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Trek Madone 6.9 SSL Image Gallery
Related: bicycle power meter, Lightweight, Photography, Road Bikes, Shimano, SRM
The Trek Madone 6.9 SSL with Shimano DI2 has about the cleanest design you’ll find in a bike.
Gone are most of the visible cables, leading to an ultra clean look, almost like a single speed track bike.
On this page I show the build and layout of the bike.
Click on any image to see a larger version.
Various shots of the Trek Madone 6.9 SSL, as I had it built.
Bikes as I had them built— with a 53 X 39 chainrings, and with 50 X 34 compact double.
See details on Trek Madone 6.9 SSL main page.
Note the absence of any visible cables. The SRM power meter cranks are visible. I chose the black/white decals in keeping with the overall look of the bike.
The two Arundel water bottle cages weigh about an ounce each, but match nicely and grip a 1-liter Evian bottle firmly.
Drive train closeup
Note how the electric cable is routed internal to the frame, keeping it both safe and out of sight. Pedals are carbon fiber.
Stem, head tube, fork
Black on silver works well. Maybe (maybe) black cable housings would have been better,a nd I could do without the obnoxious Bontrager lettering.
Very clean cable layout.
The few cables are totally out of the way, leaving to an ultra-clean look and presumably better aerodynamics. Not to mention my bike lights don’t have to be turned upside down to avoid the light hitting the brake cables.
DI2 battery installed
The battery to power the Shimano DI2 electronic shifting is installed at the bottom of the frame, out of sight an away from harm.
Seat tube, top tube, custom logo
No point in stealing a bike with its owners name built-in. With the Project One program, you can have your own name or whatever built right into the bike. I’m not sure if it can be sanded off, but it probably can since it’s painted on.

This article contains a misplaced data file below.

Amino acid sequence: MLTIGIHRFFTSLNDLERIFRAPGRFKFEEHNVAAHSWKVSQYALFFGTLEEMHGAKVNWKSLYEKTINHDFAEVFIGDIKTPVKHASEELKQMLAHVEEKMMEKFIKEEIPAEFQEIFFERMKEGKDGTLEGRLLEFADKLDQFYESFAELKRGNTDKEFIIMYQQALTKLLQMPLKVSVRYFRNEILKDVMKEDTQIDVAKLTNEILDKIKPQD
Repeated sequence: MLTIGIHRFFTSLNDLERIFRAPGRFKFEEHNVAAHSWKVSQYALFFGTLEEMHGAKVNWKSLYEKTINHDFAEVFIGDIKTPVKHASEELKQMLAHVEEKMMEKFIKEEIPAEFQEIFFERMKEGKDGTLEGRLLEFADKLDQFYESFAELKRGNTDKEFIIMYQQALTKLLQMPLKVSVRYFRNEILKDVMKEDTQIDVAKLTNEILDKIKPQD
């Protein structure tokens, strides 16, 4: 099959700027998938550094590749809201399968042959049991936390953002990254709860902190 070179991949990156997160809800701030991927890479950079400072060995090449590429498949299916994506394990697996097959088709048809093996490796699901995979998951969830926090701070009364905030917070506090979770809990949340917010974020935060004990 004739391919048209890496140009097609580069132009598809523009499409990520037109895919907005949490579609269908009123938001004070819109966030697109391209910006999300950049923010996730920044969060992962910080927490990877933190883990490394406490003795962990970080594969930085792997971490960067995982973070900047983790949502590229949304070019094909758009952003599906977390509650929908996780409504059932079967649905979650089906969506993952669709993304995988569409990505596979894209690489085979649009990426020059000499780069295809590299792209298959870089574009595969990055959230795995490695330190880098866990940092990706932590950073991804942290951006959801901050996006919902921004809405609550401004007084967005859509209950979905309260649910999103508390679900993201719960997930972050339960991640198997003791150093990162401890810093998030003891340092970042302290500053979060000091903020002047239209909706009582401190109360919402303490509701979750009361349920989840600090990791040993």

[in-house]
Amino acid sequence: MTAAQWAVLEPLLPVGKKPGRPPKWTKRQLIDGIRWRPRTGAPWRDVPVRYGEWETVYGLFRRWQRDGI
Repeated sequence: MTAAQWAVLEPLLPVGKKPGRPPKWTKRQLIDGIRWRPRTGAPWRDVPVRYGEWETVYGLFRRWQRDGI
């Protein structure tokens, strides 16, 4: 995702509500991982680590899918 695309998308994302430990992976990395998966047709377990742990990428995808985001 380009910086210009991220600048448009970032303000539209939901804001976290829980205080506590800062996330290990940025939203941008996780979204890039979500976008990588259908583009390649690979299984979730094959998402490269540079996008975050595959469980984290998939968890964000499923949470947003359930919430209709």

The frame is pure elegance at the curves. Note also the cable routing to the rear brake; it’s hidden for the most of the length of the top tube.
I suppose I should have photographed this before riding it and accumulating some road grime. The DuraAce breaks are strong and sure-stopping. The tire here is the Veloflex Record tubular, mounted on the Lightweight Ventoux 240 carbon fiber wheel.
Stem and SRM Power Control 7 mounted
The Power Control 7 (65 grams as weighed) as mounted on the handlebars. I’m not sure what the small SRM mounting bracket weighs.
Stem and handlebars with SRM Power Control 7 head unit
The layout is ultra clean, and even the addition of the SRM Power Control 7 head unit fits in naturally.
Seat tube and bike rear
The sculptured look is elegance and functionality all in one. Frame and seat post and water bottle cages are all carbon.
Seat tube and custom logo
Black and silver really look good together.
Saddle with saddlebag, top tube
I found this Bontrager saddle quite comfortable. I stow a pre-glued spare tire and can of sealant in the bag underneath the seat; this adds 1 pound to the riding weight.
DuraAce brake levers and DI2 shifters
Conventional style brake lever, with the DI2 shifters visible near the center of the lever.
These are the electronic controls for the DI2 system. The battery status can be checked, and the shifting adjusted with these controls. You can also reverse the meaning of the levers (which button shifts up and which shifts down).
Layout of the stem and cables.
Cranks and front derailleur
Nice clean goodness all around.
Rear half of bike
Sleek and functional.
Water bottle cages
I went with the Arundel carbon water bottle cages because the black cages just did not look good or looked like cheap plastic. The cages are bit shinier than the frame, but it’s not really noticeable, especially when a 1-liter Evian bottle is stuffed in there.
SRM Power Meter cranks
The SRM power meter uses the Shimano DuraAce 7900 rings, so no issue with stiffness or shifting. It’s also wireless.